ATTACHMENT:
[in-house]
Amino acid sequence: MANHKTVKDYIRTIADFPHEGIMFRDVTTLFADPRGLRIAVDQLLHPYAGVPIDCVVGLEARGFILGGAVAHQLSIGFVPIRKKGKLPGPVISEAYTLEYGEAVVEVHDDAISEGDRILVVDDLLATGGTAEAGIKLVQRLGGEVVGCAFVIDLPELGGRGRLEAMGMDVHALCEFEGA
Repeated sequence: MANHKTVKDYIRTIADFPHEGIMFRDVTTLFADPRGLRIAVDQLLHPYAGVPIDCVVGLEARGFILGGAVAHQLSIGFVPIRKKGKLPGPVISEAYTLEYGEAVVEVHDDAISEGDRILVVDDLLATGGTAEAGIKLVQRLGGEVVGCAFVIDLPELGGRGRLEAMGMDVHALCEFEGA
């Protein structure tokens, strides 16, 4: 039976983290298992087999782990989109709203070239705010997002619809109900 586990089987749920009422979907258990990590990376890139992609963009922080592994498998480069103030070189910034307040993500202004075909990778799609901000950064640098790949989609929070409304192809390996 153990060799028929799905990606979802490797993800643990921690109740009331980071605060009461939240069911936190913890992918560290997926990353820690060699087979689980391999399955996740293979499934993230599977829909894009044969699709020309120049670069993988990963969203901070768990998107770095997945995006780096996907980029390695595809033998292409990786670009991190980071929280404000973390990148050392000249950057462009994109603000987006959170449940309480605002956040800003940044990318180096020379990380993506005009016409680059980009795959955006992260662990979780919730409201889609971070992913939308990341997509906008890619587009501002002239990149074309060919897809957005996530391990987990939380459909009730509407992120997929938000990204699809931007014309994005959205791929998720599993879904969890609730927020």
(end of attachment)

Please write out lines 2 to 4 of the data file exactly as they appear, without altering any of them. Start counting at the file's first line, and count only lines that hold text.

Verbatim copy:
Amino acid sequence: MANHKTVKDYIRTIADFPHEGIMFRDVTTLFADPRGLRIAVDQLLHPYAGVPIDCVVGLEARGFILGGAVAHQLSIGFVPIRKKGKLPGPVISEAYTLEYGEAVVEVHDDAISEGDRILVVDDLLATGGTAEAGIKLVQRLGGEVVGCAFVIDLPELGGRGRLEAMGMDVHALCEFEGA
Repeated sequence: MANHKTVKDYIRTIADFPHEGIMFRDVTTLFADPRGLRIAVDQLLHPYAGVPIDCVVGLEARGFILGGAVAHQLSIGFVPIRKKGKLPGPVISEAYTLEYGEAVVEVHDDAISEGDRILVVDDLLATGGTAEAGIKLVQRLGGEVVGCAFVIDLPELGGRGRLEAMGMDVHALCEFEGA
């Protein structure tokens, strides 16, 4: 039976983290298992087999782990989109709203070239705010997002619809109900 586990089987749920009422979907258990990590990376890139992609963009922080592994498998480069103030070189910034307040993500202004075909990778799609901000950064640098790949989609929070409304192809390996 153990060799028929799905990606979802490797993800643990921690109740009331980071605060009461939240069911936190913890992918560290997926990353820690060699087979689980391999399955996740293979499934993230599977829909894009044969699709020309120049670069993988990963969203901070768990998107770095997945995006780096996907980029390695595809033998292409990786670009991190980071929280404000973390990148050392000249950057462009994109603000987006959170449940309480605002956040800003940044990318180096020379990380993506005009016409680059980009795959955006992260662990979780919730409201889609971070992913939308990341997509906008890619587009501002002239990149074309060919897809957005996530391990987990939380459909009730509407992120997929938000990204699809931007014309994005959205791929998720599993879904969890609730927020």